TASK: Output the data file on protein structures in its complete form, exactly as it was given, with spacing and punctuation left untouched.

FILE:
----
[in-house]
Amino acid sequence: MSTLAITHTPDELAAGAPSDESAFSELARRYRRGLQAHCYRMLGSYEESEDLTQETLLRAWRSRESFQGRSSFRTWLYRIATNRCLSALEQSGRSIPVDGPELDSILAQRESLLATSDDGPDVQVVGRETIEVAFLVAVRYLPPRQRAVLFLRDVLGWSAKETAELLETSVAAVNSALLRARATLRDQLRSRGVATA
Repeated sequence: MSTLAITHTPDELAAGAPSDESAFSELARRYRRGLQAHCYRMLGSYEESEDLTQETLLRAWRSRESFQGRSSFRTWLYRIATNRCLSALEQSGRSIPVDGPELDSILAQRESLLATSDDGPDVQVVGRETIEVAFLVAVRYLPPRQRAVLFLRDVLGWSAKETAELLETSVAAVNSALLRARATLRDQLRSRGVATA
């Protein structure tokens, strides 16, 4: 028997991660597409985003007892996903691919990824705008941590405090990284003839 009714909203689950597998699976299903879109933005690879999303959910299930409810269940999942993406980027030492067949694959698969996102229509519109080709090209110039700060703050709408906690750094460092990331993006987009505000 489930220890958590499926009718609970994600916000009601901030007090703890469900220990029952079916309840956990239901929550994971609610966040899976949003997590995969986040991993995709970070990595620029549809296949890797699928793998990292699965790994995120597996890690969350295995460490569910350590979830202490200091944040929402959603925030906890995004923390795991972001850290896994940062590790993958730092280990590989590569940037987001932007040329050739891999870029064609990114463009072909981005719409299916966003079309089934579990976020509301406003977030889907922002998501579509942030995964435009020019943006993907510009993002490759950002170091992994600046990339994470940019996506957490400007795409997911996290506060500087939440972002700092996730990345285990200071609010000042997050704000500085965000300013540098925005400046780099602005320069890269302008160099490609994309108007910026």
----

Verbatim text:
[in-house]
Amino acid sequence: MSTLAITHTPDELAAGAPSDESAFSELARRYRRGLQAHCYRMLGSYEESEDLTQETLLRAWRSRESFQGRSSFRTWLYRIATNRCLSALEQSGRSIPVDGPELDSILAQRESLLATSDDGPDVQVVGRETIEVAFLVAVRYLPPRQRAVLFLRDVLGWSAKETAELLETSVAAVNSALLRARATLRDQLRSRGVATA
Repeated sequence: MSTLAITHTPDELAAGAPSDESAFSELARRYRRGLQAHCYRMLGSYEESEDLTQETLLRAWRSRESFQGRSSFRTWLYRIATNRCLSALEQSGRSIPVDGPELDSILAQRESLLATSDDGPDVQVVGRETIEVAFLVAVRYLPPRQRAVLFLRDVLGWSAKETAELLETSVAAVNSALLRARATLRDQLRSRGVATA
């Protein structure tokens, strides 16, 4: 028997991660597409985003007892996903691919990824705008941590405090990284003839 009714909203689950597998699976299903879109933005690879999303959910299930409810269940999942993406980027030492067949694959698969996102229509519109080709090209110039700060703050709408906690750094460092990331993006987009505000 489930220890958590499926009718609970994600916000009601901030007090703890469900220990029952079916309840956990239901929550994971609610966040899976949003997590995969986040991993995709970070990595620029549809296949890797699928793998990292699965790994995120597996890690969350295995460490569910350590979830202490200091944040929402959603925030906890995004923390795991972001850290896994940062590790993958730092280990590989590569940037987001932007040329050739891999870029064609990114463009072909981005719409299916966003079309089934579990976020509301406003977030889907922002998501579509942030995964435009020019943006993907510009993002490759950002170091992994600046990339994470940019996506957490400007795409997911996290506060500087939440972002700092996730990345285990200071609010000042997050704000500085965000300013540098925005400046780099602005320069890269302008160099490609994309108007910026």